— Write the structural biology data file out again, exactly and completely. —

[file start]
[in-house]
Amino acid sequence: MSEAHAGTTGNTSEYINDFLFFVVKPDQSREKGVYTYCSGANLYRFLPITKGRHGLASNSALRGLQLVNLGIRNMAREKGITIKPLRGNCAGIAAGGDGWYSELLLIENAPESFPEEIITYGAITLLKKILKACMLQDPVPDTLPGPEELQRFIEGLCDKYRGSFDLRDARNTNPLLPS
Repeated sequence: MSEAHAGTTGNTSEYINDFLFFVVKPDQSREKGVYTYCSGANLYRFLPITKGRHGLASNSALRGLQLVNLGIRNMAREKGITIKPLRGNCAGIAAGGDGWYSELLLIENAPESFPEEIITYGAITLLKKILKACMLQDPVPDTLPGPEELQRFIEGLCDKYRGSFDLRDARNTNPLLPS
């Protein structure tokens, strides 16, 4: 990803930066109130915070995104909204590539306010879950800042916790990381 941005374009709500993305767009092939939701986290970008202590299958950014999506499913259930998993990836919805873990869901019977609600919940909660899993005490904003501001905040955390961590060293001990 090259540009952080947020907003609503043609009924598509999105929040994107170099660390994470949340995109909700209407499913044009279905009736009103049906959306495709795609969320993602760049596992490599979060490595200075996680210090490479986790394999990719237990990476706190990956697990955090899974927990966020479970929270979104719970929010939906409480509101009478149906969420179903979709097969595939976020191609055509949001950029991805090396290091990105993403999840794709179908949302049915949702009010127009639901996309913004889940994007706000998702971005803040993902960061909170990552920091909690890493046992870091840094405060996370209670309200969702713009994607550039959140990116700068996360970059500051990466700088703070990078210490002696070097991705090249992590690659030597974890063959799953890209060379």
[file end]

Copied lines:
[in-house]
Amino acid sequence: MSEAHAGTTGNTSEYINDFLFFVVKPDQSREKGVYTYCSGANLYRFLPITKGRHGLASNSALRGLQLVNLGIRNMAREKGITIKPLRGNCAGIAAGGDGWYSELLLIENAPESFPEEIITYGAITLLKKILKACMLQDPVPDTLPGPEELQRFIEGLCDKYRGSFDLRDARNTNPLLPS
Repeated sequence: MSEAHAGTTGNTSEYINDFLFFVVKPDQSREKGVYTYCSGANLYRFLPITKGRHGLASNSALRGLQLVNLGIRNMAREKGITIKPLRGNCAGIAAGGDGWYSELLLIENAPESFPEEIITYGAITLLKKILKACMLQDPVPDTLPGPEELQRFIEGLCDKYRGSFDLRDARNTNPLLPS
């Protein structure tokens, strides 16, 4: 990803930066109130915070995104909204590539306010879950800042916790990381 941005374009709500993305767009092939939701986290970008202590299958950014999506499913259930998993990836919805873990869901019977609600919940909660899993005490904003501001905040955390961590060293001990 090259540009952080947020907003609503043609009924598509999105929040994107170099660390994470949340995109909700209407499913044009279905009736009103049906959306495709795609969320993602760049596992490599979060490595200075996680210090490479986790394999990719237990990476706190990956697990955090899974927990966020479970929270979104719970929010939906409480509101009478149906969420179903979709097969595939976020191609055509949001950029991805090396290091990105993403999840794709179908949302049915949702009010127009639901996309913004889940994007706000998702971005803040993902960061909170990552920091909690890493046992870091840094405060996370209670309200969702713009994607550039959140990116700068996360970059500051990466700088703070990078210490002696070097991705090249992590690659030597974890063959799953890209060379």